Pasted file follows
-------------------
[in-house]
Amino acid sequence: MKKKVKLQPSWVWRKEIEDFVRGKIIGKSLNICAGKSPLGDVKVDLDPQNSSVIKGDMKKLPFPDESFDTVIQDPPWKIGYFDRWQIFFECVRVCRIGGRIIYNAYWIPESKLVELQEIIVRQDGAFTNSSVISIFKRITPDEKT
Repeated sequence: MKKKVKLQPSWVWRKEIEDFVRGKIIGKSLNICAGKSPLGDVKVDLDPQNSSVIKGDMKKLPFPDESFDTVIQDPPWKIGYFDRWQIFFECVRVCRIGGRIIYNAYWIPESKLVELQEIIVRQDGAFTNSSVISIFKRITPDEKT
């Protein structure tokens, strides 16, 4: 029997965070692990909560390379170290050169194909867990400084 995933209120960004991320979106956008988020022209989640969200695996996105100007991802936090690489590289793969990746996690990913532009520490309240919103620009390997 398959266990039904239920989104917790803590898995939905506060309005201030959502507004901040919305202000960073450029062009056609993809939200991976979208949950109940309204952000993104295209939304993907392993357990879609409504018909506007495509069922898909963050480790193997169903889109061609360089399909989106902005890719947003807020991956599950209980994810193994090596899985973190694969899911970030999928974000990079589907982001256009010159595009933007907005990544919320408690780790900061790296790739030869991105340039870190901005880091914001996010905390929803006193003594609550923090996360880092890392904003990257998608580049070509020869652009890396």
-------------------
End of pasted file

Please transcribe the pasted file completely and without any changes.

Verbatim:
[in-house]
Amino acid sequence: MKKKVKLQPSWVWRKEIEDFVRGKIIGKSLNICAGKSPLGDVKVDLDPQNSSVIKGDMKKLPFPDESFDTVIQDPPWKIGYFDRWQIFFECVRVCRIGGRIIYNAYWIPESKLVELQEIIVRQDGAFTNSSVISIFKRITPDEKT
Repeated sequence: MKKKVKLQPSWVWRKEIEDFVRGKIIGKSLNICAGKSPLGDVKVDLDPQNSSVIKGDMKKLPFPDESFDTVIQDPPWKIGYFDRWQIFFECVRVCRIGGRIIYNAYWIPESKLVELQEIIVRQDGAFTNSSVISIFKRITPDEKT
């Protein structure tokens, strides 16, 4: 029997965070692990909560390379170290050169194909867990400084 995933209120960004991320979106956008988020022209989640969200695996996105100007991802936090690489590289793969990746996690990913532009520490309240919103620009390997 398959266990039904239920989104917790803590898995939905506060309005201030959502507004901040919305202000960073450029062009056609993809939200991976979208949950109940309204952000993104295209939304993907392993357990879609409504018909506007495509069922898909963050480790193997169903889109061609360089399909989106902005890719947003807020991956599950209980994810193994090596899985973190694969899911970030999928974000990079589907982001256009010159595009933007907005990544919320408690780790900061790296790739030869991105340039870190901005880091914001996010905390929803006193003594609550923090996360880092890392904003990257998608580049070509020869652009890396």